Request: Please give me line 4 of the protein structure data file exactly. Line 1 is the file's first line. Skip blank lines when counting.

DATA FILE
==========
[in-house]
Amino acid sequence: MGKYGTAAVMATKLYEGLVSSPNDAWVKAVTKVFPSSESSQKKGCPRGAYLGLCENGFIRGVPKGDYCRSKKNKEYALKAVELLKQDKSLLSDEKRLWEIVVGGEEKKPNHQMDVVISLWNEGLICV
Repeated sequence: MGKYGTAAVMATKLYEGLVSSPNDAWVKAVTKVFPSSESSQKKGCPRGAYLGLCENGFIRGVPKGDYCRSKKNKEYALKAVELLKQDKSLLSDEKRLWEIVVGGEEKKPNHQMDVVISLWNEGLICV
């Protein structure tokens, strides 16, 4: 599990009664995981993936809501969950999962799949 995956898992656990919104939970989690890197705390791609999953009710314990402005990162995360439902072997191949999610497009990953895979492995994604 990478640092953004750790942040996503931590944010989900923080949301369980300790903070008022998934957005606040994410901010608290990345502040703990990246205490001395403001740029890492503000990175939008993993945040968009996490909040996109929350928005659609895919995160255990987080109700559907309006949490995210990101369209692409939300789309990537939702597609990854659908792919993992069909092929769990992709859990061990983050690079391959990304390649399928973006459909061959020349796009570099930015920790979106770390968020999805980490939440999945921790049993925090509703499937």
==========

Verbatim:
């Protein structure tokens, strides 16, 4: 599990009664995981993936809501969950999962799949 995956898992656990919104939970989690890197705390791609999953009710314990402005990162995360439902072997191949999610497009990953895979492995994604 990478640092953004750790942040996503931590944010989900923080949301369980300790903070008022998934957005606040994410901010608290990345502040703990990246205490001395403001740029890492503000990175939008993993945040968009996490909040996109929350928005659609895919995160255990987080109700559907309006949490995210990101369209692409939300789309990537939702597609990854659908792919993992069909092929769990992709859990061990983050690079391959990304390649399928973006459909061959020349796009570099930015920790979106770390968020999805980490939440999945921790049993925090509703499937």